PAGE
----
- plane crash - Russia
Dozens killed as plane crashes on motorway in northern Russia
Forty-four people were killed and eight more were wounded when a plane crashed onto a motorway while trying to land in Petrozavodsk, northern Russia, after taking off from Moscow's Domodedovo airport, officials said on Tuesday.
AFP - A Russian plane shattered into burning fragments when it crashed into a motorway just short of its airport, killing 44 and leaving eight survivors fighting for their lives, officials said Tuesday.
The RusAir Tu-134 was trying to land at its destination of Petrozavodsk in the Karelia region of northern Russia in bad weather but failed to make the runway and instead hurtled onto a road two kilometres (1.25 miles) away.
The impact of the landing just before midnight blasted parts of the plane and corpses of the passengers several hundred metres distant as the burning wreckage blazed in the night sky.
In a catastrophic sequence of events, some local officials said the plane appeared to have hit a power line as it approached the airport in the bad weather, triggering a power cut which switched off the runway lighting.
"The plane sustained a hard landing two kilometres from Petrozavodsk," the emergencies ministry said in a statement on its website. "Forty-four people were killed and eight people injured."
The survivors included a nine-year-old boy called Anton Terekhin, and his sister Anastasia Terekhina, 14, from Sakhalin Island in Far Eastern Russia, while their mother died, a regional emergency ministry spokeswoman told AFP.
A Swedish national, a Dutch citizen and two Ukrainians were among the dead, as well as a family of four with dual Russian and US citizenship, the ministry said on its website.
Russian President Dmitry Medvedev expressed his condolences to victims' families and wished the casualties a speedy recovery, his press secretary told the Interfax news agency.
Television footage showed rescue workers examining the wreckage with paint burnt off and the wheels in the air. The plane had splintered off the tops of trees and broken through a fence perilously close to a residential area.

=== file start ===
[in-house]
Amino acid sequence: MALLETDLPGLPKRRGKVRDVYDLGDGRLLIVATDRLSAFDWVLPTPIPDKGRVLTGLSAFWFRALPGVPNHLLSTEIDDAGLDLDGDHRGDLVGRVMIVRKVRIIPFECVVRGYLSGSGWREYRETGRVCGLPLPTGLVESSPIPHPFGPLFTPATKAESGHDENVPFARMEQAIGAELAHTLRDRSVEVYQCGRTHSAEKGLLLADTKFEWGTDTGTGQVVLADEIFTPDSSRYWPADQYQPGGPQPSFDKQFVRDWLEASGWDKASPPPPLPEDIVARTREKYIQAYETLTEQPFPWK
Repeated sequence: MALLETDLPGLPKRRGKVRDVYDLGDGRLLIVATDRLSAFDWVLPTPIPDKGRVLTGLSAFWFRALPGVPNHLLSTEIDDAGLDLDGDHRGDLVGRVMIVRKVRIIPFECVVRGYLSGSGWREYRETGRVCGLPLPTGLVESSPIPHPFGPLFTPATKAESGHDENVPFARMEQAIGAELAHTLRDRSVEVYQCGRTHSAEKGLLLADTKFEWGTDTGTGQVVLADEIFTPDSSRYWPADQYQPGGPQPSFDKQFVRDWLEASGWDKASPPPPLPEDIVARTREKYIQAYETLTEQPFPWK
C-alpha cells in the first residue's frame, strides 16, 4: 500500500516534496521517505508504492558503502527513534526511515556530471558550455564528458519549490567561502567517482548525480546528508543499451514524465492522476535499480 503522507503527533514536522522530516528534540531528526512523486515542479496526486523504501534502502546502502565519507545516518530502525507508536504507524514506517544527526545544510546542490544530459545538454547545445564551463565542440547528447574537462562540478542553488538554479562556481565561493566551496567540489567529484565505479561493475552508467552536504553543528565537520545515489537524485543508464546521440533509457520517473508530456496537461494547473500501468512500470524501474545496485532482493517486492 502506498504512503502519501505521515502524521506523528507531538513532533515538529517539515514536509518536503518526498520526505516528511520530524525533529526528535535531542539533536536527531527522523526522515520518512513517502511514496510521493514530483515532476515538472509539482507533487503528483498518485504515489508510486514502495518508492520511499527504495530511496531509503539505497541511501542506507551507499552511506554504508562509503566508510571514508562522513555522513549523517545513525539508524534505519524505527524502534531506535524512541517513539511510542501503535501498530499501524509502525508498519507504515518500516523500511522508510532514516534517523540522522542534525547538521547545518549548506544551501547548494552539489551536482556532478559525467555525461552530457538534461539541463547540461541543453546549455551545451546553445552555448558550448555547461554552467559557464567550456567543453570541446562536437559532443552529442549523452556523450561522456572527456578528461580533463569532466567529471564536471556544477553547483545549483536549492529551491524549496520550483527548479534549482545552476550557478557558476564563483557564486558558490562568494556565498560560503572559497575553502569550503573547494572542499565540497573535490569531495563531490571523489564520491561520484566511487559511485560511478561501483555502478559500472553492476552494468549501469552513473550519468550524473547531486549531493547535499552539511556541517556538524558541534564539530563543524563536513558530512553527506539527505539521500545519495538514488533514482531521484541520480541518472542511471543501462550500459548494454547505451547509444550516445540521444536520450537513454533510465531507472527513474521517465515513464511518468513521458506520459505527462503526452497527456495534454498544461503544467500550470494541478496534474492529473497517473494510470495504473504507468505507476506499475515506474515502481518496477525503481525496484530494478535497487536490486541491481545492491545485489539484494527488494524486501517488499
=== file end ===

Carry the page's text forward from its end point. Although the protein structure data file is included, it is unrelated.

The plane, flying from Moscow's Domodedovo airport, carried 43 passengers and nine crew members.
A rescuer told Rossiya 1 state television that he managed to pull out four passengers before the plane caught fire.
"I carried out a woman in my arms. Then we brought out a large man and two people from the mid-section. Then everything burst into flames and started exploding. It was impossible to go close," the witness said.
The force of the crash scattered wreckage to a distance of 300 metres (yards), investigators said.
The head of the Karelia region, Andrei Nelidov, travelled to the scene of the crash and promised the relatives of the dead compensation of 1 million rubles ($35,711).
Russia's Karelia region, which lies close to the border with Finland, is a picturesque area of lakes and forests hugely popular with Russian tourists for the summer holidays.
The head of an emergency medicine centre at the health ministry, Sergei Goncharov, told Interfax that medics planned to evacuate five of the eight injured to Moscow. Two were in a serious condition, he said.
The head of the Petrozavodsk airport Alexei Kuzmitsky told Interfax that weather conditions around the airport at the time were "unfavourable" and Andrianova said there had been heavy fog and rain when the plane crashed.
"The Tu-134 hit a power line due to pilot error, cut it, depriving the runway of power," said Kuzmitsky. This version of events was also backed by Karelia's top safety official Nikolai Fedotov.
But the inter-state air commission (MAK), which investigates air accidents in the ex-USSR, said it was premature to draw conclusions. The plane's black boxes have been located.
RusAir officials told Russian news agencies that the plane, made in 1981, had been completely checked before take-off and there had been no technical issues with the aircraft.
The spokesman of the Russian Investigative Committee Vladimir Markin told news agencies that a criminal probe was being opened into neglect of air transport rules.
Russia's aviation industry remains blighted by repeated accidents involving its ageing fleet of planes, with the Soviet-era Tupolev jets having a particularly poor safety record.
In April last year, a Tu-154 carrying Polish president Lech Kaczynski and other top officials came down in fog near the Russian city of Smolensk killing all 96 people on board.
In September, a Tu-154 made a miraculous emergency landing on a derelict airstrip in Russia's remote Komi region after its electrical systems failed midflight.